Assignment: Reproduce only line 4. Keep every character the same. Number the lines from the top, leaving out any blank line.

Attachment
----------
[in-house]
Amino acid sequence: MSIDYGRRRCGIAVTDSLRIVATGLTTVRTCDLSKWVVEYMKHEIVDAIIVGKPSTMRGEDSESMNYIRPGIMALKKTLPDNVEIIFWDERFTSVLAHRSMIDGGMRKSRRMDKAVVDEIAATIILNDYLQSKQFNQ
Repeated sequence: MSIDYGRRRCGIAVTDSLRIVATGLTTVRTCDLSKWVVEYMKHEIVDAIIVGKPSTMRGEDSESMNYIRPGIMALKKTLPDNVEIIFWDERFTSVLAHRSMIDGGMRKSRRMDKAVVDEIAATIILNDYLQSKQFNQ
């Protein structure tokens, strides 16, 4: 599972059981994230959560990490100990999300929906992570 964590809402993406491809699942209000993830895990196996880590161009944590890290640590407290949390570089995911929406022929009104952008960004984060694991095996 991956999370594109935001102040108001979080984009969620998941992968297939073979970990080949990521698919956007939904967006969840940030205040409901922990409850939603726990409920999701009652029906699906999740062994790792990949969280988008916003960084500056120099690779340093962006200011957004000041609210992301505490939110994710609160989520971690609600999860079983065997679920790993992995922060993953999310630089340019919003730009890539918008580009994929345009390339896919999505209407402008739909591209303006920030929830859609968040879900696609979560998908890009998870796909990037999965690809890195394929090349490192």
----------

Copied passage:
């Protein structure tokens, strides 16, 4: 599972059981994230959560990490100990999300929906992570 964590809402993406491809699942209000993830895990196996880590161009944590890290640590407290949390570089995911929406022929009104952008960004984060694991095996 991956999370594109935001102040108001979080984009969620998941992968297939073979970990080949990521698919956007939904967006969840940030205040409901922990409850939603726990409920999701009652029906699906999740062994790792990949969280988008916003960084500056120099690779340093962006200011957004000041609210992301505490939110994710609160989520971690609600999860079983065997679920790993992995922060993953999310630089340019919003730009890539918008580009994929345009390339896919999505209407402008739909591209303006920030929830859609968040879900696609979560998908890009998870796909990037999965690809890195394929090349490192």